Legion of Honor; National Institute of Arts and Letters; Old Chester Tales, The Old Garden; John Ward Preacher; World War I
A controversial writer, Margaret Deland, was born in Allegheny City in 1857. After losing both of her parents as an infant, Deland found herself growing up in the arms of her mother’s sister. She was a novelist, short story writer, and a poet, and she was heavily involved with the community, taking on the task of temporarily supporting the growth of unwed mothers. Her literary contributions questioned the requirements for happiness and how it can be fulfilled.
Daughter of Sample Campbell and Margaretta Wade, clothing merchants, Margaret Deland was born on February 23, 1857, in Allegheny, Pennsylvania, now known as the north side of Pittsburgh. Losing her mother upon childbirth and her father two weeks later, Deland’s upbringing was solely reliant on that of her mother’s sister, Lois Wade. She grew up in Manchester and at the ripe age of twelve she found a passionate love for writing. She married Lorin F. Deland in 1880, and the couple moved to Boston where they found themselves situated for the better part of their life.
Concerned about social and cultural issues affecting women, Deland opened her home to some 60 unwed mothers and their infants during a four year span. During this time she began writing verses for a greeting-card firm and eventually saw a few of her poems published in Harper’s Magazine. A collection of these poems was compiled, and in 1886, Deland’s first book, The Old Garden (1886), was published. In the years following, Deland wrote prolifically, publishing novels, short stories, and poems. Most of her short stories would be set in “Old Chester,” a town based on the Manchester of her youth. As a novelist and short story writer she was known to write about controversial issues that questioned moral conventional responses. Her first novel, John Ward, Preacher (1888), was a portrayal of the destructive conflict between a Calvinist minister and his Episcopalian wife, who could not accept the doctrine of eternal damnation. The book sparked controversy and led to surging sales.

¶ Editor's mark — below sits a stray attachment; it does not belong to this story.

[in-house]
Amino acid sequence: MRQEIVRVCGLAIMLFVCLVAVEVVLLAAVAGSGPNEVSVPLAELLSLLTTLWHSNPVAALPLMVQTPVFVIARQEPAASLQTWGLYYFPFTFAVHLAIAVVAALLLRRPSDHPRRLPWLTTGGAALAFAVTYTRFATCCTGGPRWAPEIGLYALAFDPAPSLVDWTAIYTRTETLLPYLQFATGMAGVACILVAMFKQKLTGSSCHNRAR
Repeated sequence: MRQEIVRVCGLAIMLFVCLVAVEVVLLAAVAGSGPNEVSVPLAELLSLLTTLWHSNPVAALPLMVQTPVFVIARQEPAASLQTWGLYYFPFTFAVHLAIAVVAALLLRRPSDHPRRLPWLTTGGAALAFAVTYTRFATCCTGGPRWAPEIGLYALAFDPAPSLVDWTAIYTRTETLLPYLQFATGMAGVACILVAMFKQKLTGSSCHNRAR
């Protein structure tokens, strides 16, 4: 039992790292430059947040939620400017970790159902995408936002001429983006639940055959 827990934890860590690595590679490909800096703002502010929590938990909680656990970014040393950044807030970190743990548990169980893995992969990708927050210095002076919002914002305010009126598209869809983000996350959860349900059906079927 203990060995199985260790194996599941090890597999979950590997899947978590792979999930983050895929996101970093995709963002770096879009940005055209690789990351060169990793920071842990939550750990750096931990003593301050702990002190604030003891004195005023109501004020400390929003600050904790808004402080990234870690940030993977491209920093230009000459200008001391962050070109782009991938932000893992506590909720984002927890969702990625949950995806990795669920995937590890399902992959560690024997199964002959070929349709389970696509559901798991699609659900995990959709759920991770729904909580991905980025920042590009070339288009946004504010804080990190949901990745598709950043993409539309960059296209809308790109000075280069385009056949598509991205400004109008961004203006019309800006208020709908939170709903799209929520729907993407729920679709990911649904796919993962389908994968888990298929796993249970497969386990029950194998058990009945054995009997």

Deland continued to write and publish popular short stories such as Old Chester Tales (1899), a collection of realistic stories based loosely on her childhood. She went on to write for many years after, however, none of her newer works lived up to the expectations of her originals. In 1926, Deland was elected to the National Institute of Arts and Letters and was granted the Legion of Honor by the French government for her relief efforts in France during World War I.
At the age of 87, Deland died on January 13, 1945, at the Hotel Sheraton in Boston, Massachusetts, from natural causes. Through some of her controversial writing, Deland brought into question the norms of society and made others realize the defining goal of happiness.
- John Ward, Preacher. Boston: Houghton Mifflin, 1888.
- Dr. Lavendar’s People. New York: Harper & Brothers, 1903.
- The Awakening of Helena Richie. New York: Harper & Brothers, 1906.
- The Iron Woman. New York: Harper & Brothers, 1911.
Short Story Collections
- Mr. Tommy Dove, and Other Stories. Boston: Houghton Mifflin, 1893.
- Old Chester Tales. New York: Harper & Brothers, 1899.
- Around Old Chester. New York: Harper & Brothers, 1915.
- New Friends in Old Chester. New York: Harper & Brothers, 1924.
- Old Chester Days. New York: Harper & Brothers, 1937.
- If This Be I, As I Supposed It Be. New York: D. Appleton-Century, 1935.
- Golden Yesterdays. New York: Harper & Brothers, 1941.
- The Old Garden. Boston: Houghton Mifflin, 1886.
- “Deland, Margaret.” Encyclopedia Britannica. 2005. Encyclopedia Britannica Premium Service. 17 Nov. 2005. <http://www.britannica.com/eb/article-9104219>. Page content replaced.
- “Margaret Deland Writer, Dies at 87.” New York Times 14 Jan. 1945: 40.
- Reep, Diana. Margaret Deland. Boston: Twayne, 1985.
Novelist and short story writer Margaret Deland was born in Maple Grove (now part of the North Side).